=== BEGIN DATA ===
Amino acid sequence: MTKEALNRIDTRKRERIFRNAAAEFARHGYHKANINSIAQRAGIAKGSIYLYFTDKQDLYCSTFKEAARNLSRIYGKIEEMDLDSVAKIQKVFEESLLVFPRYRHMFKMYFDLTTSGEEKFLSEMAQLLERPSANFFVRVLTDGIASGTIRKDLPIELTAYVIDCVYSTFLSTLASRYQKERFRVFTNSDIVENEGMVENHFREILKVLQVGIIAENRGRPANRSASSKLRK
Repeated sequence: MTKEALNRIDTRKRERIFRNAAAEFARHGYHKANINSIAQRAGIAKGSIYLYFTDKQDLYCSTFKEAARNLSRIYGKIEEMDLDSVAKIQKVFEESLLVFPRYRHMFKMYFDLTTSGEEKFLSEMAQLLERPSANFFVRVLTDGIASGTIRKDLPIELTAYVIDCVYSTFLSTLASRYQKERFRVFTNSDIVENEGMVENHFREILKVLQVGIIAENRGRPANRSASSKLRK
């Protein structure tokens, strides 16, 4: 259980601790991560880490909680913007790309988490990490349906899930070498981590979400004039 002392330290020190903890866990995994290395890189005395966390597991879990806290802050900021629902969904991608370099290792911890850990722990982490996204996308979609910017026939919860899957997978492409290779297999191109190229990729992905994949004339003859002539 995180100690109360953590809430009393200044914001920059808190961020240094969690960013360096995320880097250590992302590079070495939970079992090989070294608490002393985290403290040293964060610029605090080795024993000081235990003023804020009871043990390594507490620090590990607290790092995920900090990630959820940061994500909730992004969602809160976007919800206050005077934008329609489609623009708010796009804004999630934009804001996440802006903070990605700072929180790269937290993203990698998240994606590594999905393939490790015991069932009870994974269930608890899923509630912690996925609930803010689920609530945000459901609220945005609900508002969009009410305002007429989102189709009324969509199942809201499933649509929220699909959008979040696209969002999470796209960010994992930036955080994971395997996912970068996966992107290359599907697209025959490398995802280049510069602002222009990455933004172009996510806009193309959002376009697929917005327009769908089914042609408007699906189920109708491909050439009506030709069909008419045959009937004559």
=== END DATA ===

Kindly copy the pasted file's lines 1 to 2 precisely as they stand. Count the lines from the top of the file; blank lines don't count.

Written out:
Amino acid sequence: MTKEALNRIDTRKRERIFRNAAAEFARHGYHKANINSIAQRAGIAKGSIYLYFTDKQDLYCSTFKEAARNLSRIYGKIEEMDLDSVAKIQKVFEESLLVFPRYRHMFKMYFDLTTSGEEKFLSEMAQLLERPSANFFVRVLTDGIASGTIRKDLPIELTAYVIDCVYSTFLSTLASRYQKERFRVFTNSDIVENEGMVENHFREILKVLQVGIIAENRGRPANRSASSKLRK
Repeated sequence: MTKEALNRIDTRKRERIFRNAAAEFARHGYHKANINSIAQRAGIAKGSIYLYFTDKQDLYCSTFKEAARNLSRIYGKIEEMDLDSVAKIQKVFEESLLVFPRYRHMFKMYFDLTTSGEEKFLSEMAQLLERPSANFFVRVLTDGIASGTIRKDLPIELTAYVIDCVYSTFLSTLASRYQKERFRVFTNSDIVENEGMVENHFREILKVLQVGIIAENRGRPANRSASSKLRK